A Christian's Guide to Mindfulness
Many of my Christian clients ask whether it's possible for them to practice mindfulness. And my answer is usually an astounding "YES!" Their confusion may come from concern they'll compromise their beliefs. There is also the tendency to associate mindfulness with the Buddhist practice of meditation.
Yet mindfulness has very little to do with religion. Mindfulness is the non-judgmental awareness of the present moment. Simply put, mindfulness entails three things:
- Intention. Intention is what you hope to get from practicing mindfulness. Do you hope to reduce stress? Be less anxious? Or even experience God's presence?
- Attention. Mindfulness is about bringing attention to your physical or mental experience. Whether you choose to practice mindfulness formally or just when you clean, drive, or talk to another person - drawing your attention to the current moment is the game.
- Attitude. Attitude is where the non-judgmental part comes into play. Mindfulness entails embracing attitudes of self-acceptance and kindness. So when thoughts from your past or your giant list of projects comes to mind, don't judge yourself. Simply bring your attention back to the moment.
A combination of endless access to technology and over-packed schedules has left our brains constantly moving from one thing to the next without truly enjoying the present.
We have to stop seeing each fleeting moment as a means to the next.
Research has shown mindfulness to be beneficial in decreasing stress, anxiety, and depression as well as improving brain-function, empathy skills, and quality of relationships. With all of these benefits, Christians should be less fearful of its practice. Yet there still remains hesitancy.
Will it leave our minds open to evil?Some Christ followers worry that while practicing yoga or meditating, clearing the mind lessens our guard, leaving us open to spiritual attack. As Christians, we never want to leave our minds susceptible to evil. Yet mindfulness is not about emptying your mind completely - that is impossible.
Mindfulness is an act of single focused discipline. It is the practice of training your mind, body, and soul to rest.
When God's presence is incorporated into the exercise, mindfulness is an opportunity to arm ourselves against all evil, malice, and wrong-doing. Mindfulness can serve as an opportunity to invite God in, experience His presence, and renew our mind through Him.
Because wherever He is, evil cannot be.
How do I do it?
Below I have written a step by step guide for Christians to incorporate God's presence into their mindfulness exercise. You can practice this daily, several times a week, or once a month. The great thing about mindfulness is that even the littlest bit can have positive affects.
A Mindfulness Exercise for Christians
- Find a quiet place. Eliminate all distractions and interruptions. Jesus wants to be alone with you in a quiet place to rest. (Mark 6:31).
- Turn on a favorite worship song or hymn. Jesus inhabits the praises of His people (Psalm 22:3). We are instructed to enter His courts with praise (Psalm 100:4).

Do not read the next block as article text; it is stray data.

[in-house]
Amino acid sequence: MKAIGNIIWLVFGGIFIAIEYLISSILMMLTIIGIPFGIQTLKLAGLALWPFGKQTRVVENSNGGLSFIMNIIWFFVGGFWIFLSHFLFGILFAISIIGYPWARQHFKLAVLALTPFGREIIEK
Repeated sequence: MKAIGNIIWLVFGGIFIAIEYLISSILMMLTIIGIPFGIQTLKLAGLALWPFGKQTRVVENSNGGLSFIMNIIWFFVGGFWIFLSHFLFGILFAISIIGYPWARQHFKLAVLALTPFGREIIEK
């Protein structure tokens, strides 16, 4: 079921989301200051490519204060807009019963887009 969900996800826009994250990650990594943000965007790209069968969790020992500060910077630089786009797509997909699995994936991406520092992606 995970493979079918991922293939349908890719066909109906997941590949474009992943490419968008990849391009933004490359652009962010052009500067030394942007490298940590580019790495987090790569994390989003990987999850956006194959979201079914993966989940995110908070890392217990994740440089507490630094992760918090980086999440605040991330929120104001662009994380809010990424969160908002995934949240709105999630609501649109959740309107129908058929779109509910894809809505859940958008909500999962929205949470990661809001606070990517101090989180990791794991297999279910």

- Close your eyes.
- Focus on your breath. Breathe slowly. In through your nose and out through your mouth. God breathed you into being. The breath in your lungs is His. He formed you from the dust and chose every bone, curve, and hair (Genesis 2:7).
- Notice your body sensations. Start at your feet, then legs, stomach, arms . . . and slowly bring your attention to each part of your body. It is perfectly normal for your mind to wander. Simply notice your thoughts, set them free, and return your focus to your breath.
- When the song is over, turn it off. Allow the silence to fill the space and continue to focus on the breath going in and out of your lungs.
- Speak the name of Jesus. This step will feel strange. But repeatedly in Scripture we read there is power in the name of Jesus. The devils were powerless because of his name (Luke 10:17). The demons were cast out in his name (Mark 16:17-18). Healing occurred in his name (Acts 3:6, 3:16, 4:10). Salvation comes in his name (Acts 4:12, Rom. 10:13). We are to baptize in his name (Matt. 28:19). We are justified in his name (1 Cor. 6:11). Everything we do and say is done in his name (Col. 3:17).
- Be still. Allow the Holy Spirit to move you. "Be still and know that I am God." (Psalm 46:10)
- Wait for him to dismiss you. When you come to the throne of the King, you must wait to be dismissed from his presence. You don't get to choose when you get to leave. It is during this waiting to be released one can experience peace. Luke 2:29, "Lord, now lettest thou thy servant depart in peace, according to thy word."
- Give Thanks. "O unto the Lord; for he is good; for his mercy endureth for ever." (1 Chron. 4:6-7)
- Slowly open your eyes. You may be dizzy from sitting or laying down. Take your time upon standing to account for changes in blood pressure.
I leave you with the chorus from my favorite mindfulness worship song, As Good As it Gets by Matt Maher:
You take my eyes off of the future.
You lead my heart out of the past.
You are the promise here in the moment.
Where I find my rest.
You are as good as it gets.
Let's not let another moment pass without taking the opportunity to experience His perfect peace.
Heather is wife to a funny blue devil, mom to three lively boys, and singer both on stage and in her child's ear. She is the owner of Kaloupek Counseling, LLC a private practice offering mental health services to children, teens, and adults in Decatur, IL. You can read more about her, her blog, and counseling practice here. Want to reach out? Send her an email! She would love to hear from you!